This image was captured on the Chobe River, near Kasane, northern Botswana, Southern Africa.

View this and similar images on my Flickr site — Duncan’s Flickr Page

©2015 Duncan Blackburn

Take Off....

Take Off….

African Fish Eagle  Haliaeetus vocifer

This is a large species of eagle that is found throughout sub-Saharan Africa wherever large bodies of open water occur that have an abundant food supply. It is the national bird of Zimbabwe and Zambia and South Sudan. Its haunting call has become the iconic sound of the African bush.

This image was captured on the Chobe River, near Kasane, northern Botswana, Southern Africa.

View this and similar images on my Flickr site — Duncan’s Flickr Page

©2015 Duncan Blackburn

The more the merrier!

The more the merrier!

This image is the companion image to that in the previous post.

No sooner had the Lappet-faced Vulture and Black-backed Jackal begun to size each other up, when out of the sky came a White-headed Vulture! The competition for the remains of the hippo calf just became more intense!

White-headed Vulture Trigonoceps occipitalis

The white-headed vulture (Trigonoceps occipitalis) is an Old World vulture endemic to Africa. It has a pink beak and a white crest, and the featherless areas on its head are pale. Its has dark brown upper parts and black tail feathers. The feathers on its lower parts and legs are white. It has a wing span of 2 m and spends a lot of time soaring looking for food. It roosts in tall trees near to water at night.

This image was captured in the Masai Mara conservancy, south west Kenya, East Africa.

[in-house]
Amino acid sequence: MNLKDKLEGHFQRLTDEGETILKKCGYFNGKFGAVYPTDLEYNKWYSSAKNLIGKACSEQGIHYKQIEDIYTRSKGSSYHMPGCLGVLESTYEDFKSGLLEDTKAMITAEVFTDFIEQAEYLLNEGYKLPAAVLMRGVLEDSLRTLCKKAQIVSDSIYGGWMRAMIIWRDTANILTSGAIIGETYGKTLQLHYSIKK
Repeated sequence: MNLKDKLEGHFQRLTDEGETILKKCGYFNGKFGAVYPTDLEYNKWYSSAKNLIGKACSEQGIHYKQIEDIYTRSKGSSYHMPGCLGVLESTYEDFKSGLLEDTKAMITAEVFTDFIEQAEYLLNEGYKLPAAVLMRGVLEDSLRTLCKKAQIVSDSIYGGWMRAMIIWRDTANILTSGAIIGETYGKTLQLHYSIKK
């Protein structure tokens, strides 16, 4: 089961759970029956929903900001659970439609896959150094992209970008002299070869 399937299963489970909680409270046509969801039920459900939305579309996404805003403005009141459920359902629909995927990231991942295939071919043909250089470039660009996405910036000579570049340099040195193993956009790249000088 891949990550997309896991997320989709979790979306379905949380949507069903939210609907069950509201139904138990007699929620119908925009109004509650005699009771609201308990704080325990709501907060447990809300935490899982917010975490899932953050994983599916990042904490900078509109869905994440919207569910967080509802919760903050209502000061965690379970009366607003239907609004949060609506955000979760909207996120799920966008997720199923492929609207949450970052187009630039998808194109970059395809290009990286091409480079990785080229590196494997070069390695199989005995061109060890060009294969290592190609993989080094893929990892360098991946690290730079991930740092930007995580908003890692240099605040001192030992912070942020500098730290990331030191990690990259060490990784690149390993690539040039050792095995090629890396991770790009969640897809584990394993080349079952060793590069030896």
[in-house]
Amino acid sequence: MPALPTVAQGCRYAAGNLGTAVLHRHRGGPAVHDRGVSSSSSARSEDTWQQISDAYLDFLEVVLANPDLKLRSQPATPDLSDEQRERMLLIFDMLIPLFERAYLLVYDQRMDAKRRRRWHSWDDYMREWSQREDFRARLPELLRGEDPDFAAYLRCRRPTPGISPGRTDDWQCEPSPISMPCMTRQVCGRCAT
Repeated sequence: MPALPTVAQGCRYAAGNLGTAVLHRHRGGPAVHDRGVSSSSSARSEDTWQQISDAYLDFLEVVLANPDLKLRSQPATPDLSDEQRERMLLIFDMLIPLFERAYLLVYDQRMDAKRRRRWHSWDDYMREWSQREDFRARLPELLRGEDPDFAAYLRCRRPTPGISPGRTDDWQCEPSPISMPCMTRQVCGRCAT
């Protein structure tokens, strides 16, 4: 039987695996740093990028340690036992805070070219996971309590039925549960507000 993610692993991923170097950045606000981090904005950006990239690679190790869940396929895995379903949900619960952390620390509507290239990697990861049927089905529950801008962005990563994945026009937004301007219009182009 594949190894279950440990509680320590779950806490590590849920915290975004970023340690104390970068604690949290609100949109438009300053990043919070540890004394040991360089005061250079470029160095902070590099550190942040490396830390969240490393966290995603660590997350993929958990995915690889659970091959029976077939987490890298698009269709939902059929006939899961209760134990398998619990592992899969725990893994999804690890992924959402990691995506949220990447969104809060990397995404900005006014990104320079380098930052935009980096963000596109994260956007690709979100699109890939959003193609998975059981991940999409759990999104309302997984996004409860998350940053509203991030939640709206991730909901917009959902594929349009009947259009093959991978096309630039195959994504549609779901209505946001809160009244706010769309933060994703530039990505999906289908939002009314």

View this and similar images on my Flickr site — Duncan’s Flickr Page

©2015 Duncan Blackburn

Stand off!

Stand off!

Shortly after arriving in the Masai Mara we learnt that some lions had killed a hippo calf. We went in search of the kill site only to find a stand-off between a Lappet-faced Vulture and a Black-backed Jackal!

Lappet-faced Vulture  Torgos tracheliotos

This is an Old World vulture belonging to the bird order Accipitriformes, which also includes eagles, kites, buzzards and hawks. It is the only member of the genus Torgos. It is not closely related to the superficially similar New World vultures, and does not share the good sense of smell of some members of that group. The Lappet-faced Vulture is a huge species, ranking as the longest and largest winged vulture.

Black-backed Jackal  Canis mesomelas

The Black-backed Jackal is a canid native to Africa. Compared to other members of the genus Canis, the black-backed jackal is a very ancient species, and has changed little since the Pleistocene, being the most basal canine alongside the closely related side-striped jackal. It is a fox-like canid with a reddish coat and a black saddle that extends from the shoulders to the base of the tail. It is a monogamous animal, whose young may remain with the family to help raise new generations of pups. The black-backed jackal is not a fussy eater, and will feed on small to medium sized animals, as well as plant matter and human refuse.

This image was captured in the Masai Mara conservancy, south west Kenya, East Africa.

View this and similar images on my Flickr site — Duncan’s Flickr Page

©2015 Duncan Blackburn